The premise is that today’s American kids are spoiled with too much stuff and too much authority. Parents have over invested in their children in almost all aspects of life, including trying to clear every obstacle in a child’s educational career and making sure their kids are never bored or frustrated. This has led to a large number of kids who have a dangerous combination of incompetence (in terms of everyday living, since they were not expected to pitch in) and a sense of entitlement. This has been referred to as “adultesence.”
The article goes on to compare American parents from France, England, and Matsigenka, a tribe in the Peruvian Amazon. There is a stark difference in the amount expected from kids, as well as how far these parents go to teach their kids how to deal with frustration and not getting their way.
Madeline Levine, a psychologist, on American parents:
“Never before have parents been so (mistakenly) convinced that their every move has a ripple effect into their child’s future success,” she writes. Paradoxically, Levine maintains, by working so hard to help our kids we end up holding them back.
I’ve been fascinated by this topic, since our kids are getting to an age where they are starting school and we’ll have to start dealing with many of these issues as they grow up.
Luckily, Melisa and I have similar goals for what kind of skills we want to foster in the kids: independence, creativity, and good critical thinking/decision making/problem solving skills. I am really convinced those three areas are keys to success in what ever you choose to do with your life. Combine those traits with some aspects of Buddhism (empathy, discipline, and self awareness) and I think our kids will have a solid foundation for their future. After all, I think that’s our job as parents: give them a solid foundation, love them unconditionally, and get the heck out of the way.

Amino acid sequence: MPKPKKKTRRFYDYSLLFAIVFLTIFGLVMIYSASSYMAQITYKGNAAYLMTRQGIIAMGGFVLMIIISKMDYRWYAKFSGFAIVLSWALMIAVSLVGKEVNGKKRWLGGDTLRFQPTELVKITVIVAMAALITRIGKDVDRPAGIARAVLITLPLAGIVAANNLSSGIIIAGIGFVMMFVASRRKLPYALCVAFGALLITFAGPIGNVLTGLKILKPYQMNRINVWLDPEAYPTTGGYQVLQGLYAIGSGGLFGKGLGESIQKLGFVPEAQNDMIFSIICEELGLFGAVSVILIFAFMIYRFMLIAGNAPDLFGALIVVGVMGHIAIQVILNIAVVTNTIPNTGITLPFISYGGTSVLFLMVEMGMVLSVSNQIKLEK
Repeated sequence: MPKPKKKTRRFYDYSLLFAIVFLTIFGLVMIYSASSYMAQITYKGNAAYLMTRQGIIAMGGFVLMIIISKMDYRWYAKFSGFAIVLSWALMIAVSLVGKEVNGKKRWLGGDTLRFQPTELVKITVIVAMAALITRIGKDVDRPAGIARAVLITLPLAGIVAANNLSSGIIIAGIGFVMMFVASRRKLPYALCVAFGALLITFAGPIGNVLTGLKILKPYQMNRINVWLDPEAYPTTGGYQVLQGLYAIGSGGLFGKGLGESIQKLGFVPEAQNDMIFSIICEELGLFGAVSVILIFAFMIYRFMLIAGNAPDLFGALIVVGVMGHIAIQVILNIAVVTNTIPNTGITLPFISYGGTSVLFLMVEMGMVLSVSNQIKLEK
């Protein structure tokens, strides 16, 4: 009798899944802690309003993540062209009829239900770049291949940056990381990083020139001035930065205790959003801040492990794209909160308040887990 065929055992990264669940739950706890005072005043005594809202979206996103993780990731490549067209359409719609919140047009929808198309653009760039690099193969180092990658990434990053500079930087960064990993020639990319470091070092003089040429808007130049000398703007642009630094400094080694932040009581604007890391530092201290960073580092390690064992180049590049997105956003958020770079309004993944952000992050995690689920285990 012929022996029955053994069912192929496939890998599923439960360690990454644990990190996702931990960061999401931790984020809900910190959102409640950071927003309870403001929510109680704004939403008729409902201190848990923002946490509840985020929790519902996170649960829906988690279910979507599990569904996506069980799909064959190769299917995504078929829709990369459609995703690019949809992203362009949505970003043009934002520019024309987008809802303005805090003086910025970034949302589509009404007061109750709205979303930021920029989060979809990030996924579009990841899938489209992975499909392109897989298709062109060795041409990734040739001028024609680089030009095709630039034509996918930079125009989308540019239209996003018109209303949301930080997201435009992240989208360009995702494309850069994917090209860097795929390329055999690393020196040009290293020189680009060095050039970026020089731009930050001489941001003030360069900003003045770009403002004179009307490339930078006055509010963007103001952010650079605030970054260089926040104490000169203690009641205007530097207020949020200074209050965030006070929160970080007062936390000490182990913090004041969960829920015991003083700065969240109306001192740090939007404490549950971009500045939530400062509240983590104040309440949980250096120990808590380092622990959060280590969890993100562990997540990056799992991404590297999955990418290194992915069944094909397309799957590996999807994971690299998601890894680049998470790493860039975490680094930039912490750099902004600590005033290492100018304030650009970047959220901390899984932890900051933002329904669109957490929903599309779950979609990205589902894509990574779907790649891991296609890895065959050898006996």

To date, there’s no doubt we’ve been inconsistent while working toward these goals (with three kids so close in age, the quest for sanity prevails most often), but I do think we’re getting better at focusing our efforts and how we teach these skills.
This summer’s focus has been pitching in, as well as doing things for yourself. We’ve also been working on the big three behavioral issues that have cropped up over the years:
- Using words and a normal voice (no whining, screaming, or moaning!)
- Politeness (using your manners)
- Patience (waiting for your turn to speak and not expecting instant results)
We’re slowly making progress on all three fronts, as well as encouraging the girls to make their own fun, rather than relying on us (or anyone/anything) to entertain them all of the time. It has been a transition, since we’ve dedicated so much time and attention to the girls over their lifetime, given how close in age they are.
In the end, it’s all a learning process. Parenting requires an enormous amount of inner strength: patience, humility, and flexibility. I think good parents are the ones that persistently work on improving those skills and are interested in being a better person/parent. It’s certainly the most difficult (and rewarding) challenge I’ve faced so far..
If you have kids, how do you balance the urge to protect and advocate for your child in all circumstances versus allowing them to fail, struggle, and learn on their own?